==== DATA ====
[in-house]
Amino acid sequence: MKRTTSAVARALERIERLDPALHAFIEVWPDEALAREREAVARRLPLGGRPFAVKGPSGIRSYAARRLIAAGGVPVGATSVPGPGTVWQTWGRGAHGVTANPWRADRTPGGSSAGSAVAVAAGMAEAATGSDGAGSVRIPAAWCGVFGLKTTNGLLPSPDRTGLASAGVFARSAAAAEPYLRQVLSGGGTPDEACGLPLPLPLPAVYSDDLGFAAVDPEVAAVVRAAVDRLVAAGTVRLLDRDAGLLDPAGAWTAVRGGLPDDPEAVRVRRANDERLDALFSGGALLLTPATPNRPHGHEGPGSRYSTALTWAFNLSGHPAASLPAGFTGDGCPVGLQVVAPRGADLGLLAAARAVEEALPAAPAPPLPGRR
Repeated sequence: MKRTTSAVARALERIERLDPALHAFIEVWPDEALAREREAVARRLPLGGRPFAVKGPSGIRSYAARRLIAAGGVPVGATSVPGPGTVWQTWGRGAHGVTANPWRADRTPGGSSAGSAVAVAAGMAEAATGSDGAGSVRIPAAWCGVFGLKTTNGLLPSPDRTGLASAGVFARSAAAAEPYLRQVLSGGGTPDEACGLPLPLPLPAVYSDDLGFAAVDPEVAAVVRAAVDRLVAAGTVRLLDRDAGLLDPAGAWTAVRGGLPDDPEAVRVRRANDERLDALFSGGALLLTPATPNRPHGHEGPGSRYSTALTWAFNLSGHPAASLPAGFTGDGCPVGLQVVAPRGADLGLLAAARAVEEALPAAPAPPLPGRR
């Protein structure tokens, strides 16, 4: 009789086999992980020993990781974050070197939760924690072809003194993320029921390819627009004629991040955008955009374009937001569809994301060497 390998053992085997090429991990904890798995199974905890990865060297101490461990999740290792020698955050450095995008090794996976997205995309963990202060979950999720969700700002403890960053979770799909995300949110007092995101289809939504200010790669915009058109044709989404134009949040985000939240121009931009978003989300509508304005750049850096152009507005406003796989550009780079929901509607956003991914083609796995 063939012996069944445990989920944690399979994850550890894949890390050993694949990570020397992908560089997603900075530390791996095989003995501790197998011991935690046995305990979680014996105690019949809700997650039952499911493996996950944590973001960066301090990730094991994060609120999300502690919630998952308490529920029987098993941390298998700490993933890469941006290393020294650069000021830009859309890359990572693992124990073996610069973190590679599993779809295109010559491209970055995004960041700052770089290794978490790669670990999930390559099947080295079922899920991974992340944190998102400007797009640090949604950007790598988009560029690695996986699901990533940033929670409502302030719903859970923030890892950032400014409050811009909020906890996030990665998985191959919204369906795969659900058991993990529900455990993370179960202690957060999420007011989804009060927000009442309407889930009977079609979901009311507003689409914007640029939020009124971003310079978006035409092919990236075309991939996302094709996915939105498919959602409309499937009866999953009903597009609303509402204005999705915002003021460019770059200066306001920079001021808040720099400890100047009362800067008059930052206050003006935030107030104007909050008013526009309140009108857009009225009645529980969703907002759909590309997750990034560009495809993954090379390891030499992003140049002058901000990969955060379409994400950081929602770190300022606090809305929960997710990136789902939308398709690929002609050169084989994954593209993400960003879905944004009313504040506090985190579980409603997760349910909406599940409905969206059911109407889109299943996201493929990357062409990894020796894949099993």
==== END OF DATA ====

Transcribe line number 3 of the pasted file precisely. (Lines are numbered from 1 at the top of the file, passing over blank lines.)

Repeated sequence: MKRTTSAVARALERIERLDPALHAFIEVWPDEALAREREAVARRLPLGGRPFAVKGPSGIRSYAARRLIAAGGVPVGATSVPGPGTVWQTWGRGAHGVTANPWRADRTPGGSSAGSAVAVAAGMAEAATGSDGAGSVRIPAAWCGVFGLKTTNGLLPSPDRTGLASAGVFARSAAAAEPYLRQVLSGGGTPDEACGLPLPLPLPAVYSDDLGFAAVDPEVAAVVRAAVDRLVAAGTVRLLDRDAGLLDPAGAWTAVRGGLPDDPEAVRVRRANDERLDALFSGGALLLTPATPNRPHGHEGPGSRYSTALTWAFNLSGHPAASLPAGFTGDGCPVGLQVVAPRGADLGLLAAARAVEEALPAAPAPPLPGRR